• Miracle Gel Reducer and Magnesium Carbonate- The dream team. The right amount of the two of these almost always ensures for near perfect consistency. Generally I add magnesium carbonate to give a little more body to the ink (the amount depending on the consistency of the ink to begin with- stiff inks get just a dash, and loose inks get quite a bit), then a bit of miracle gel reducer to decrease the tack. When mixing the ink I generally look to see if the palette knife picks up all the ink on the slab, without leaving a residue. With any of these modifiers it's going to take some practice to know what the "right" consistency looks and feels like, but starting with these two little gems is probably a good place to learn. 
Both the school and the museum I work at order most of its modifiers from either Daniel Smith or Graphic Chemical. In fact, everything except the MGR can be found at Graphic Chemical. They're particular amazing for their discussion board. Because it's a small company they are -extremely- helpful and personable. -ANY- question you have about -ANY- of their products is generally answered within a day or two, usually by the owner of the company. Overall just an amazing company.


  • Rainbow Roll (or Gradients)- Rainbow rolls are a way of putting multiple colors down in a single pass. Lighter or darker variants of a single color can also be used to make a gradient. The ink it mixed up and put down on the slab one right next to another so that all the colors form a single (or near single, little gaps are okay) line of ink. The roller is then passed over this line of ink, and mixes on the roller. For example, if white is laid down next to a dark blue, the roller passes over the two and a line forms between the two of a new color- a light blue. The roller then passes over the block to create a gradient when printed.

If the task of printing look overwhelming, just remember- you've only got three things that can really be screwed up: the paper, the press, or the ink. It's got to be one of the three, so don't get discouraged!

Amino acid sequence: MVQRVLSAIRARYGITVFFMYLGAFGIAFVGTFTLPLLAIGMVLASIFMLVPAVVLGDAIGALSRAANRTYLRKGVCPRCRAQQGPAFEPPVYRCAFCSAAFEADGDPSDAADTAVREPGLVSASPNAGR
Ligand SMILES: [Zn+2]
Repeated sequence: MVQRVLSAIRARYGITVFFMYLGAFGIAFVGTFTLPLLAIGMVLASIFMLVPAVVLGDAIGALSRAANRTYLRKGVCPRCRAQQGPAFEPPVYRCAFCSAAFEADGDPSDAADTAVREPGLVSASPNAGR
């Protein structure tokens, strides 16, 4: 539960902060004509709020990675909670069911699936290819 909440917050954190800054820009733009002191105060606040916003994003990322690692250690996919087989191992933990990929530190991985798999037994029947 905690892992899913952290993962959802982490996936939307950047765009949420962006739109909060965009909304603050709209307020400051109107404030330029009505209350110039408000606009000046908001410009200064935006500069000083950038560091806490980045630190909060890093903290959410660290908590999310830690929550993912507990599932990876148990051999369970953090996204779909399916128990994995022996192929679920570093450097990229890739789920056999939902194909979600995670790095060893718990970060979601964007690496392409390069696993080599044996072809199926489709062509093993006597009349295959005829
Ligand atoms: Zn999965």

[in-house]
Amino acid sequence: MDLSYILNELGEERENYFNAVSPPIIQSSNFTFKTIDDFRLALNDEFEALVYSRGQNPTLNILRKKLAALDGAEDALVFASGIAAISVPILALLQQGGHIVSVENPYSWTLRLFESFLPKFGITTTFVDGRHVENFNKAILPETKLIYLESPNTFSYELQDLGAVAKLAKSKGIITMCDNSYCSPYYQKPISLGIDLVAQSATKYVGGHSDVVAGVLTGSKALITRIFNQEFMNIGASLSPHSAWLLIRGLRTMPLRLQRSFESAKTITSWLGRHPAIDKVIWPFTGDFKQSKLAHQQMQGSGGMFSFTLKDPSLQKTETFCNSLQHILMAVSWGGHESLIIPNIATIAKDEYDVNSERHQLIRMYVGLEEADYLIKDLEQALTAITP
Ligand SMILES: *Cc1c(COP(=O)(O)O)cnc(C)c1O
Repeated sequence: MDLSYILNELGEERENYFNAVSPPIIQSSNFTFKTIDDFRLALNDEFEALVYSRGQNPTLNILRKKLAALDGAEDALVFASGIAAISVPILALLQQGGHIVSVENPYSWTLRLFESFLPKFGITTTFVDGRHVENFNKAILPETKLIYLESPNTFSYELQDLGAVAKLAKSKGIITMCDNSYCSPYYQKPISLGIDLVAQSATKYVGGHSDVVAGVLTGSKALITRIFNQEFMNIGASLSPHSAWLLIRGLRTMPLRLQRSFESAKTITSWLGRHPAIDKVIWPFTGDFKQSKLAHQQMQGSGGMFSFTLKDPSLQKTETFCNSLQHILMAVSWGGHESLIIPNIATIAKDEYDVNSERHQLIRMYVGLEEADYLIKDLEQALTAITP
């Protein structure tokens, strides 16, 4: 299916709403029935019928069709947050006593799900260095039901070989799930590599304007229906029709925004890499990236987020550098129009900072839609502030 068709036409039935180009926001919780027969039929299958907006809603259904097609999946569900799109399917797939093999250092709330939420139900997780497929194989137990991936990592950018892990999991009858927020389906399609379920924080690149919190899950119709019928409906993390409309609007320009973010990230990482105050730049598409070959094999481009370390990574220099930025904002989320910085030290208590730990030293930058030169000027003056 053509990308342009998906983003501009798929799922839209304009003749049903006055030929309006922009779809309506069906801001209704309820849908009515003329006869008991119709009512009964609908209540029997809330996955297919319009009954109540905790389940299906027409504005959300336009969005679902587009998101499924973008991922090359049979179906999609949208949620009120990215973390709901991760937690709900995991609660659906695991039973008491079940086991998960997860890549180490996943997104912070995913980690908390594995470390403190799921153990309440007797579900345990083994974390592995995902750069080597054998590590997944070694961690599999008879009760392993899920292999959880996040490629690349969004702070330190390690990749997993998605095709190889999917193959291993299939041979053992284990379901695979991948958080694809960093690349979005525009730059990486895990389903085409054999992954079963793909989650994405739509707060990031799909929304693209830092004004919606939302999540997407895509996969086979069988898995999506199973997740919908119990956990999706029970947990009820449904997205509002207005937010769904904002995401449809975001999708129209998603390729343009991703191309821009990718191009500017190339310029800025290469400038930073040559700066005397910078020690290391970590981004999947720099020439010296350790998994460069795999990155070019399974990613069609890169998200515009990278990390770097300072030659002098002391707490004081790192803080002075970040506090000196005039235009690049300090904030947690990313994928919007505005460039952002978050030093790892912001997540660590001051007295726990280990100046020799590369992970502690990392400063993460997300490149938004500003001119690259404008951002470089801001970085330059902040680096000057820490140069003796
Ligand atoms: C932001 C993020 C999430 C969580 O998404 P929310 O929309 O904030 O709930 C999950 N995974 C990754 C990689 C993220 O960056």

Thanks for reading this far! I hope some of these were helpful and not a complete waste of time. If you have any other questions about the process or problems with printing feel free to comment and I'll try and help if I can. Check back soon for progress on my next multi-color linocut.

Galleries, Lectures, and Internships. Oh my!

These last few weeks have been crazy!
I mentioned a few post back that I had some exciting news to share, and here it is!

Every semester the Hannaher Studio at the Plains Art Museum (one of, if not THE sole working print studio inside a museum) chooses an intern to work with the resident printmaker to help maintain the studio, order supplies, talk to visitors, and make sure the place doesn't burn down. You know, the usual. The position is competitive, and applicants submit a letter of intent and a collection of their images that then get judged by the resident printmaker, (my professor, John Volk) the head of education at the Plains (Andy Maus) and a third party member. I think you probably know where this is going.... they chose me! So a few days out of the week I head over to the Plains and work in the studio, interacting with the public should they wander in, and explaining the mystery that is printmaking. It's pretty exciting, and a lot of fun so far. Problem is it usually closes around 5, and I'm a terrible night owl, so that's taking some adjusting.

The other exciting news is this past week I helped install a show in the library at my college and gave a lecture with the other Excellence Scholarship recipients. Our lecture focused on the progression of our work over the years, and the concepts behind it. Usually these colloquium lectures are full of Freshman students, but there was a great mix of faculty, Freshman, and friends. All in all probably around 100 to 150 people showed up, and the whole thing went over as smoothly as we could have asked for. It was a bit nerve wracking, but a great learning experience overall.

I haven't forgotten about my last post either, regarding linocut tricks. I'm compiling ideas as I start my third in the series (printed the first color tonight- yay!) BUT I want to hear from you linocut artists out there! What are some problems you run into when you print? What makes you want to stab your paper and throw your can of ink across the studio? Let me know and it might help me compile a more complete list. :)